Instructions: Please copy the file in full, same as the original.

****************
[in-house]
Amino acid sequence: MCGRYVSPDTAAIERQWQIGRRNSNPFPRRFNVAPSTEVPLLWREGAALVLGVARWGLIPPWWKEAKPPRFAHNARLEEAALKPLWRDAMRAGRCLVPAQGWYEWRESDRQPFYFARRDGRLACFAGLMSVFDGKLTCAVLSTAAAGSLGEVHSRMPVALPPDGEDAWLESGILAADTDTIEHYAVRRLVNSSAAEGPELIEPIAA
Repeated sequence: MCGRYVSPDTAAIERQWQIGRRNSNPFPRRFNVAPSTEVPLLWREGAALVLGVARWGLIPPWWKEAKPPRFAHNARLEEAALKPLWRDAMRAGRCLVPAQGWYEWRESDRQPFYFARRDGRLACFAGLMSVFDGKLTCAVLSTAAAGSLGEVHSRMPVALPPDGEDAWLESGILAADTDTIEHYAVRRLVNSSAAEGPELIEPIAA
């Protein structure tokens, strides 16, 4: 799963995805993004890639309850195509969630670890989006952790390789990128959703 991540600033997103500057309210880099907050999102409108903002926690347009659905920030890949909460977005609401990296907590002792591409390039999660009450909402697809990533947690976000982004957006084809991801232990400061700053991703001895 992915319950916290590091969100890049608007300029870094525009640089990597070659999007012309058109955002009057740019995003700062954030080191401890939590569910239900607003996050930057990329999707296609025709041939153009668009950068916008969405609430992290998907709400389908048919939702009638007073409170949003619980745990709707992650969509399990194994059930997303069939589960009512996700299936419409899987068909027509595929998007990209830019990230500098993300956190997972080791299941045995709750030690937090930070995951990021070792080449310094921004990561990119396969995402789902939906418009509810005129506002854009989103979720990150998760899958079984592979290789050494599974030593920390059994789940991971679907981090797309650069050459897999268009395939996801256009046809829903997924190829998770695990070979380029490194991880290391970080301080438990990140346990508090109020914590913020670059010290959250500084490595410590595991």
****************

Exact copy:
[in-house]
Amino acid sequence: MCGRYVSPDTAAIERQWQIGRRNSNPFPRRFNVAPSTEVPLLWREGAALVLGVARWGLIPPWWKEAKPPRFAHNARLEEAALKPLWRDAMRAGRCLVPAQGWYEWRESDRQPFYFARRDGRLACFAGLMSVFDGKLTCAVLSTAAAGSLGEVHSRMPVALPPDGEDAWLESGILAADTDTIEHYAVRRLVNSSAAEGPELIEPIAA
Repeated sequence: MCGRYVSPDTAAIERQWQIGRRNSNPFPRRFNVAPSTEVPLLWREGAALVLGVARWGLIPPWWKEAKPPRFAHNARLEEAALKPLWRDAMRAGRCLVPAQGWYEWRESDRQPFYFARRDGRLACFAGLMSVFDGKLTCAVLSTAAAGSLGEVHSRMPVALPPDGEDAWLESGILAADTDTIEHYAVRRLVNSSAAEGPELIEPIAA
């Protein structure tokens, strides 16, 4: 799963995805993004890639309850195509969630670890989006952790390789990128959703 991540600033997103500057309210880099907050999102409108903002926690347009659905920030890949909460977005609401990296907590002792591409390039999660009450909402697809990533947690976000982004957006084809991801232990400061700053991703001895 992915319950916290590091969100890049608007300029870094525009640089990597070659999007012309058109955002009057740019995003700062954030080191401890939590569910239900607003996050930057990329999707296609025709041939153009668009950068916008969405609430992290998907709400389908048919939702009638007073409170949003619980745990709707992650969509399990194994059930997303069939589960009512996700299936419409899987068909027509595929998007990209830019990230500098993300956190997972080791299941045995709750030690937090930070995951990021070792080449310094921004990561990119396969995402789902939906418009509810005129506002854009989103979720990150998760899958079984592979290789050494599974030593920390059994789940991971679907981090797309650069050459897999268009395939996801256009046809829903997924190829998770695990070979380029490194991880290391970080301080438990990140346990508090109020914590913020670059010290959250500084490595410590595991």